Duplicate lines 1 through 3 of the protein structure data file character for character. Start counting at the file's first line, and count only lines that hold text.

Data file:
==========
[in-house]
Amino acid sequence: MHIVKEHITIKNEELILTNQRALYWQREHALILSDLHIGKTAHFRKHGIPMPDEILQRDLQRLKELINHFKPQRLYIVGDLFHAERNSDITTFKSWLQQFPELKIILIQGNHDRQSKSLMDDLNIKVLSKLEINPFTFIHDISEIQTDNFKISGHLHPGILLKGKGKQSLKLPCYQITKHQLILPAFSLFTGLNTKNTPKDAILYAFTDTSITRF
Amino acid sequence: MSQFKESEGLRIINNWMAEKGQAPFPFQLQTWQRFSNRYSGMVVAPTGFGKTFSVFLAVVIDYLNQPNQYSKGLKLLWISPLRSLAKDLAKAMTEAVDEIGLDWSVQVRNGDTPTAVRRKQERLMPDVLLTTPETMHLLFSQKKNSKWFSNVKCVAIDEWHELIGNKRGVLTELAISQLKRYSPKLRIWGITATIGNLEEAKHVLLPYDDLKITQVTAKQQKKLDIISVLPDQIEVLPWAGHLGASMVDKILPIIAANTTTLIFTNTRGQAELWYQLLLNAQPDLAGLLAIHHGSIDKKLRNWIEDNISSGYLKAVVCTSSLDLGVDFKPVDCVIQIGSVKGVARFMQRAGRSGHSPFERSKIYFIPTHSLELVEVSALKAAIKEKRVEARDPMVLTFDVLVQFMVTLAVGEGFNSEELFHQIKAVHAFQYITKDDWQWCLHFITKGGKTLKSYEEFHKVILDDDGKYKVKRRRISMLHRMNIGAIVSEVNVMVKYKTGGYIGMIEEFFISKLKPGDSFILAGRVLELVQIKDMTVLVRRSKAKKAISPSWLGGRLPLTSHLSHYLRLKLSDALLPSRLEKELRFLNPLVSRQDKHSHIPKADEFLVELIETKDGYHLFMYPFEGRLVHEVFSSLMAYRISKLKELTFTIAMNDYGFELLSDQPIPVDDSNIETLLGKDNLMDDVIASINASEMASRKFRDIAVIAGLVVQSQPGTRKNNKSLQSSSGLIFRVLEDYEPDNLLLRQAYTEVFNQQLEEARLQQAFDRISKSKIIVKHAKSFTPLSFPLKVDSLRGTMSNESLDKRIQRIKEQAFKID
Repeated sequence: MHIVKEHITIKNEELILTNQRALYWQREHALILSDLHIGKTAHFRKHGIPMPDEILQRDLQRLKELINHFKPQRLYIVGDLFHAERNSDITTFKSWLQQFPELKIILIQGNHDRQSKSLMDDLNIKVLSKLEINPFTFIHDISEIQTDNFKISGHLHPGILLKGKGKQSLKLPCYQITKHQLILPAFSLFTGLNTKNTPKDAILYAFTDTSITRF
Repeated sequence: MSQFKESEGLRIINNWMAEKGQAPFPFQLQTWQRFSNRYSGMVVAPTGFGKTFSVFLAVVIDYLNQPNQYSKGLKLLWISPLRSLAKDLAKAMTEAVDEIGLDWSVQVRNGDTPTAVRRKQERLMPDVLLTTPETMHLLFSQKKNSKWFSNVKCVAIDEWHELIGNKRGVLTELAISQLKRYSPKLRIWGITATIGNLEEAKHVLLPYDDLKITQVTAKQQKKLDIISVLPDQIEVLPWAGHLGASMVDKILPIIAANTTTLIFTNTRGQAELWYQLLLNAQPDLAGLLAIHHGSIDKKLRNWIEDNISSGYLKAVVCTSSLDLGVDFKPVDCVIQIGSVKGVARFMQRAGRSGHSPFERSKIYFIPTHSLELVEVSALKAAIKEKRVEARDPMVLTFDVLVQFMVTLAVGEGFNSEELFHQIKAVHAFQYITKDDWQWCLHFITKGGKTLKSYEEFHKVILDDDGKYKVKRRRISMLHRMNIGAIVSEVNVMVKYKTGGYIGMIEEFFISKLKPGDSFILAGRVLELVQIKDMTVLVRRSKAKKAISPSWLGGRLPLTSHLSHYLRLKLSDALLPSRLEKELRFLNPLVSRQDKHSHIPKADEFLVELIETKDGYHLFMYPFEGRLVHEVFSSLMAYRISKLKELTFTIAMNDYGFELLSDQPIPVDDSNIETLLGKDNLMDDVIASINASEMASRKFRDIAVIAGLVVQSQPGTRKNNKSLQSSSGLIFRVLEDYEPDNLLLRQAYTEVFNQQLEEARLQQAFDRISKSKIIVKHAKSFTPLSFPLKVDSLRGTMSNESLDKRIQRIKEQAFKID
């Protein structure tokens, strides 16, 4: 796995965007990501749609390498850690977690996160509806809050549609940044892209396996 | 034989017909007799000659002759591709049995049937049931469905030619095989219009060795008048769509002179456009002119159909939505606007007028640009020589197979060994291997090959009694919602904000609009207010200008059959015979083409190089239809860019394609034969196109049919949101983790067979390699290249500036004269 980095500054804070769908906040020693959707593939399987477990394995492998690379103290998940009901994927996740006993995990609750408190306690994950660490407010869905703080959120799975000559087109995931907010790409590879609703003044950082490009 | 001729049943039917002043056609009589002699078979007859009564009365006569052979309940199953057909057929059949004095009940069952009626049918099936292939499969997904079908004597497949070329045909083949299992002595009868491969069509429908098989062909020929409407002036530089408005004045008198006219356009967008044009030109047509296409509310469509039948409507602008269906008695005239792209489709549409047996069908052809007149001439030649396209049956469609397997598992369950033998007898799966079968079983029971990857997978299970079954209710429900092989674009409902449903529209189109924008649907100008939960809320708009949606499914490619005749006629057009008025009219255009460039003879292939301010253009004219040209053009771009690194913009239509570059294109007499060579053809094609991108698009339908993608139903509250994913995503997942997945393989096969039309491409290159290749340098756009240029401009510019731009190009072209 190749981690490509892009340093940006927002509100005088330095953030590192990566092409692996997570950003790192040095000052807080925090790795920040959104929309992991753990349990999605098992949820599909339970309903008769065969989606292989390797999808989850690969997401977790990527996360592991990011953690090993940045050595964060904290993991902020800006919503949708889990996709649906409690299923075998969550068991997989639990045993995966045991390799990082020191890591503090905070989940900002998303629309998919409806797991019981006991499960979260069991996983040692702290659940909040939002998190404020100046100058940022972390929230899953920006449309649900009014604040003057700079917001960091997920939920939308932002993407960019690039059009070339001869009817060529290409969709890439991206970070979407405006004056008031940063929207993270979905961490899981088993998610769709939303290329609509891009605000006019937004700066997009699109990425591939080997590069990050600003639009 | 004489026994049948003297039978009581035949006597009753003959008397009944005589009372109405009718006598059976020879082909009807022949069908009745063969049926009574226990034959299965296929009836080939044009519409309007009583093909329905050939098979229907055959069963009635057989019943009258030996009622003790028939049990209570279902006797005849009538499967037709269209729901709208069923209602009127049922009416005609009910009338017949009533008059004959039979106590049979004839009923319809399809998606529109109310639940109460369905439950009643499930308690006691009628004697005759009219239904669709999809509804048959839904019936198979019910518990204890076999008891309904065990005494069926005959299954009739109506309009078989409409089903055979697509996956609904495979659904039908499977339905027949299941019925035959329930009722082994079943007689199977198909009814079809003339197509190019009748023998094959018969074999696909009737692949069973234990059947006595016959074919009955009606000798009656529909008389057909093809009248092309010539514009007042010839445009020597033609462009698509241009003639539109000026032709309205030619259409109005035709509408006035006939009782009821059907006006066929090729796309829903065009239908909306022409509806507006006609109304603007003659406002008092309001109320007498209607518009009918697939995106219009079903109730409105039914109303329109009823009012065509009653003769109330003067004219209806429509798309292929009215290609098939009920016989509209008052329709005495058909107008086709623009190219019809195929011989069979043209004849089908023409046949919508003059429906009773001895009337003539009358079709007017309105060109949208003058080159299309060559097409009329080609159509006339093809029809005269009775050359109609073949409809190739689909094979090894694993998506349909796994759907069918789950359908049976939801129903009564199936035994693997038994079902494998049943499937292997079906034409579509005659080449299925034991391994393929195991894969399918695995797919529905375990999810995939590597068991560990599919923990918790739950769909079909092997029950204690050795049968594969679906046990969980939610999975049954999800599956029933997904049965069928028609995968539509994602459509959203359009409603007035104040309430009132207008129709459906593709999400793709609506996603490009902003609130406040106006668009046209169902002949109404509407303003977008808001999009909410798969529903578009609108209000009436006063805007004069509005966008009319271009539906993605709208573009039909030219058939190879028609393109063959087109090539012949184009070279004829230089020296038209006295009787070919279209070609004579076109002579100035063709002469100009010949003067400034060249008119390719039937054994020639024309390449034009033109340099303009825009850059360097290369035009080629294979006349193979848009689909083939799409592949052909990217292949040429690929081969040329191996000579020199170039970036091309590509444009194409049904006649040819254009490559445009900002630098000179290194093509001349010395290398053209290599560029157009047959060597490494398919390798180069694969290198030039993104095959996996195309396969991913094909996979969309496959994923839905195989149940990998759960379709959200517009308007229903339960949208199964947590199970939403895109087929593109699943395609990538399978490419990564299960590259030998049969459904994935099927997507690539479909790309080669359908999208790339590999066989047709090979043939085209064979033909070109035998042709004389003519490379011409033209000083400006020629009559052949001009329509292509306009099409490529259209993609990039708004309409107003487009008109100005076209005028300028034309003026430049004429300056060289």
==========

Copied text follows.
[in-house]
Amino acid sequence: MHIVKEHITIKNEELILTNQRALYWQREHALILSDLHIGKTAHFRKHGIPMPDEILQRDLQRLKELINHFKPQRLYIVGDLFHAERNSDITTFKSWLQQFPELKIILIQGNHDRQSKSLMDDLNIKVLSKLEINPFTFIHDISEIQTDNFKISGHLHPGILLKGKGKQSLKLPCYQITKHQLILPAFSLFTGLNTKNTPKDAILYAFTDTSITRF
Amino acid sequence: MSQFKESEGLRIINNWMAEKGQAPFPFQLQTWQRFSNRYSGMVVAPTGFGKTFSVFLAVVIDYLNQPNQYSKGLKLLWISPLRSLAKDLAKAMTEAVDEIGLDWSVQVRNGDTPTAVRRKQERLMPDVLLTTPETMHLLFSQKKNSKWFSNVKCVAIDEWHELIGNKRGVLTELAISQLKRYSPKLRIWGITATIGNLEEAKHVLLPYDDLKITQVTAKQQKKLDIISVLPDQIEVLPWAGHLGASMVDKILPIIAANTTTLIFTNTRGQAELWYQLLLNAQPDLAGLLAIHHGSIDKKLRNWIEDNISSGYLKAVVCTSSLDLGVDFKPVDCVIQIGSVKGVARFMQRAGRSGHSPFERSKIYFIPTHSLELVEVSALKAAIKEKRVEARDPMVLTFDVLVQFMVTLAVGEGFNSEELFHQIKAVHAFQYITKDDWQWCLHFITKGGKTLKSYEEFHKVILDDDGKYKVKRRRISMLHRMNIGAIVSEVNVMVKYKTGGYIGMIEEFFISKLKPGDSFILAGRVLELVQIKDMTVLVRRSKAKKAISPSWLGGRLPLTSHLSHYLRLKLSDALLPSRLEKELRFLNPLVSRQDKHSHIPKADEFLVELIETKDGYHLFMYPFEGRLVHEVFSSLMAYRISKLKELTFTIAMNDYGFELLSDQPIPVDDSNIETLLGKDNLMDDVIASINASEMASRKFRDIAVIAGLVVQSQPGTRKNNKSLQSSSGLIFRVLEDYEPDNLLLRQAYTEVFNQQLEEARLQQAFDRISKSKIIVKHAKSFTPLSFPLKVDSLRGTMSNESLDKRIQRIKEQAFKID